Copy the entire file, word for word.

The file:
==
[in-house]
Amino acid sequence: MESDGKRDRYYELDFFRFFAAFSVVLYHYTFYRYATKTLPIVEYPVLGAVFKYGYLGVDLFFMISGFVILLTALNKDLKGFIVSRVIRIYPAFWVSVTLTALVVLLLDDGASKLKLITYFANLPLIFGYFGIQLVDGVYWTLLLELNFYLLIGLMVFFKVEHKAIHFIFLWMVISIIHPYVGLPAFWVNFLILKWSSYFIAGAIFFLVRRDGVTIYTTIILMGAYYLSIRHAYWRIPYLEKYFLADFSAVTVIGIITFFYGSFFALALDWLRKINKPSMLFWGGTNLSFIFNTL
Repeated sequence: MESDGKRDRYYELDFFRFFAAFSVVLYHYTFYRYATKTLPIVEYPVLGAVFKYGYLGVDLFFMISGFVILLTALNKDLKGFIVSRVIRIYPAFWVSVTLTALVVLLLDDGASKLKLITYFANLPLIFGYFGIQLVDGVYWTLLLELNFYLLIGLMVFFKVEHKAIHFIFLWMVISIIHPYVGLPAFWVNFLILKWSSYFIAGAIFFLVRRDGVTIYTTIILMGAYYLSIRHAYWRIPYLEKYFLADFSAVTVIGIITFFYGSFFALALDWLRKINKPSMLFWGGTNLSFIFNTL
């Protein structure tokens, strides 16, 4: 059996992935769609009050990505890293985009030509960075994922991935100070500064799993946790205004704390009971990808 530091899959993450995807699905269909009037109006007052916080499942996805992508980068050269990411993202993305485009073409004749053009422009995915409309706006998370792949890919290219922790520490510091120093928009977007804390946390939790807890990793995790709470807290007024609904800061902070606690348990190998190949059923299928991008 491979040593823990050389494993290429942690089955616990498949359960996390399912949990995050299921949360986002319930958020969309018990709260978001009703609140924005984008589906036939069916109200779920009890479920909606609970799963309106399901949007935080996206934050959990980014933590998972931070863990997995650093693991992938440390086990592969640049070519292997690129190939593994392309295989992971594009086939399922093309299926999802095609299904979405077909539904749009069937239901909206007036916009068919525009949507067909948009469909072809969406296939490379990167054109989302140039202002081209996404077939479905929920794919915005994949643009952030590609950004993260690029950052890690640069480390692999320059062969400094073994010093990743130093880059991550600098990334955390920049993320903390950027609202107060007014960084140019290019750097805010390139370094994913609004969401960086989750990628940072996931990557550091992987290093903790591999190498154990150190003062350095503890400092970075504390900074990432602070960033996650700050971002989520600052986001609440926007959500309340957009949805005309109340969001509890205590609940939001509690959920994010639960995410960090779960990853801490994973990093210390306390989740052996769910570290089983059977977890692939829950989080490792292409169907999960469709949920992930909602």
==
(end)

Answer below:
[in-house]
Amino acid sequence: MESDGKRDRYYELDFFRFFAAFSVVLYHYTFYRYATKTLPIVEYPVLGAVFKYGYLGVDLFFMISGFVILLTALNKDLKGFIVSRVIRIYPAFWVSVTLTALVVLLLDDGASKLKLITYFANLPLIFGYFGIQLVDGVYWTLLLELNFYLLIGLMVFFKVEHKAIHFIFLWMVISIIHPYVGLPAFWVNFLILKWSSYFIAGAIFFLVRRDGVTIYTTIILMGAYYLSIRHAYWRIPYLEKYFLADFSAVTVIGIITFFYGSFFALALDWLRKINKPSMLFWGGTNLSFIFNTL
Repeated sequence: MESDGKRDRYYELDFFRFFAAFSVVLYHYTFYRYATKTLPIVEYPVLGAVFKYGYLGVDLFFMISGFVILLTALNKDLKGFIVSRVIRIYPAFWVSVTLTALVVLLLDDGASKLKLITYFANLPLIFGYFGIQLVDGVYWTLLLELNFYLLIGLMVFFKVEHKAIHFIFLWMVISIIHPYVGLPAFWVNFLILKWSSYFIAGAIFFLVRRDGVTIYTTIILMGAYYLSIRHAYWRIPYLEKYFLADFSAVTVIGIITFFYGSFFALALDWLRKINKPSMLFWGGTNLSFIFNTL
């Protein structure tokens, strides 16, 4: 059996992935769609009050990505890293985009030509960075994922991935100070500064799993946790205004704390009971990808 530091899959993450995807699905269909009037109006007052916080499942996805992508980068050269990411993202993305485009073409004749053009422009995915409309706006998370792949890919290219922790520490510091120093928009977007804390946390939790807890990793995790709470807290007024609904800061902070606690348990190998190949059923299928991008 491979040593823990050389494993290429942690089955616990498949359960996390399912949990995050299921949360986002319930958020969309018990709260978001009703609140924005984008589906036939069916109200779920009890479920909606609970799963309106399901949007935080996206934050959990980014933590998972931070863990997995650093693991992938440390086990592969640049070519292997690129190939593994392309295989992971594009086939399922093309299926999802095609299904979405077909539904749009069937239901909206007036916009068919525009949507067909948009469909072809969406296939490379990167054109989302140039202002081209996404077939479905929920794919915005994949643009952030590609950004993260690029950052890690640069480390692999320059062969400094073994010093990743130093880059991550600098990334955390920049993320903390950027609202107060007014960084140019290019750097805010390139370094994913609004969401960086989750990628940072996931990557550091992987290093903790591999190498154990150190003062350095503890400092970075504390900074990432602070960033996650700050971002989520600052986001609440926007959500309340957009949805005309109340969001509890205590609940939001509690959920994010639960995410960090779960990853801490994973990093210390306390989740052996769910570290089983059977977890692939829950989080490792292409169907999960469709949920992930909602």